Wednesday, July 22, 2009

gasp! some art for a change.

I've put the last of the hand stitching into Gates of Grace and I'm happy, for once, at how the machine stitching and hand work came together this time. Usually, it's an all or nothing proposition for me. Now I have to give some thought about backing and finishing the edge. I was going to mount this one on a canvas but handling it all this time has given me second thoughts. I don't even want to iron it because I don't want to lose the dimensional quality it's come by from layering six or more separate pieces of fabric. There is a discussion going on the SAQA list at the moment about quilts that suffer from the wavies looking unprofessional. I disagree. No one asked me but when I've seen pieces like that on exhibition I'm reminded in a nice way that a.these are quilts and, b. these are pieces of art made from cloth and, c.beating cloth into two dimensional submission is not part of what I'm looking for in fiber art, mine or anyone Else's. You can block a piece until the cows take up the bagpipes but temperature, humidity and handling are going to have their way with textile to some degree unless you mummify it with plastic or nail it down to canvas and wood. It's just cloth being true to it's reason for being. It was originally designed to live, breath, flex and conform to a three dimensional purpose. I like to let it be once I'm done fooling with it. addendum - see the side bar for two auspicious and delicious cards I pulled to contemplate this day.

7 comments:

Rosemary@semo.net said...

Exactly, Deb. I purposely encourage my fiber art, often transparent, to interact with the environment. I want light to illuminate it from the front, the back, and to go through it. I want it to look different when the sun streams through it, or when, at night, interior lights reflect off the surface. I like air currents to move the piece, changing it's appearance as it does. I prefer this interaction to a static piece of art, most of the time. I like the life a piece has when it is always a bit different, depending on the environment. Rosemary

Deb said...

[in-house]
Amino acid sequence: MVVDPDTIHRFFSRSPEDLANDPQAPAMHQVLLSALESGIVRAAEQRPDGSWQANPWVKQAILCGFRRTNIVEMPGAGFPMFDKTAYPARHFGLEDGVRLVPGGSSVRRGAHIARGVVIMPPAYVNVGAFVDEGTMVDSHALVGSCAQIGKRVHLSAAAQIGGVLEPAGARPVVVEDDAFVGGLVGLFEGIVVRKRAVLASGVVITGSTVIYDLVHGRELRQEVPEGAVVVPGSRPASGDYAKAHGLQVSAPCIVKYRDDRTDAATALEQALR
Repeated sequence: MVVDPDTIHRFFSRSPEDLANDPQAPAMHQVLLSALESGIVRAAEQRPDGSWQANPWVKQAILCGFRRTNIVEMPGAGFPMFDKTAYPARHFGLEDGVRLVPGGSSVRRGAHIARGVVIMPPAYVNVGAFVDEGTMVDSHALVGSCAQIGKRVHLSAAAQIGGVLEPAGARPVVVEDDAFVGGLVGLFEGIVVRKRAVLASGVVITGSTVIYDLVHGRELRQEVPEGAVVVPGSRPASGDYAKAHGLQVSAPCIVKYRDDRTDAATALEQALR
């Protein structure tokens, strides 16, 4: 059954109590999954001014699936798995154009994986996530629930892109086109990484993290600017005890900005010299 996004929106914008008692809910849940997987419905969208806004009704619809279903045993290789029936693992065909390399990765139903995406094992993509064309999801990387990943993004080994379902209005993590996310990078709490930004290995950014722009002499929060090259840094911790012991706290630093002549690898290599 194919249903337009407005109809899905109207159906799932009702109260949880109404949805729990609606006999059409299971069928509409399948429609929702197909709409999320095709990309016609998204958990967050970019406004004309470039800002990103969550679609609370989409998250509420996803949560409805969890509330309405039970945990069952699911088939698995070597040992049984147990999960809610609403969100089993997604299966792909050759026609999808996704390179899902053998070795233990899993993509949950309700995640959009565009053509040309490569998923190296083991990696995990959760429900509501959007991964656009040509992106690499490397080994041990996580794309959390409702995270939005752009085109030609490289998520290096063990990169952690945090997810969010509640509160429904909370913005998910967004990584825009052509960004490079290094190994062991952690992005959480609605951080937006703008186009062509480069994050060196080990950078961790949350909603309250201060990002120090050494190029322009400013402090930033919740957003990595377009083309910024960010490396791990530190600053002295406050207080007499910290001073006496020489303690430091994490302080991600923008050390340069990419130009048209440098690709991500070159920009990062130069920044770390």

Such renegades we are. Your piece in the SAQA journal was gorgeous, btw.
Are those french seams?

Anonymous said...

to put it bluntly i don't give a rat's ass about exhibitions and the wavies, cloth is alive.

jude said...

sorry, that was me . jude

arlee said...

Having finished my last two labour intensive with raw edged backing and letting all the stitches show and threads dangle, i say YEAH! Testify :}

Rosemary@semo.net said...

Yeah, we're renegades, all right. Thanks for the compliment on "Blue" in the SAQA journal. Yes, those are French seams, Rosie's version. It was inspired by Korean Pojagi, but I didn't want to do hand rolled, hand stitched seams, so I did a modified French seam. I know you'll ask, so I'll just tell you. I make a fairly wide seam, different for each seam to give some variety. I press the seam open, so in a blue and green piece stitched together, the blue lays on the blue, the green on the green, I fold each part of the seam back on itself, press, and stitch with matching thread. This gives a great line, and deepens the value of the sheer in the fold area. Your piece in this blog is gorgeous. I love the shapes. Rosemary

Jackie said...

I agree wholeheartedly. I made a fall for the lectern at church on a backing of linen and it varies from extremely puckered to moderately wavy..depending on the humidity. Its not a quilt but even so.
This piece of yours is beautiful.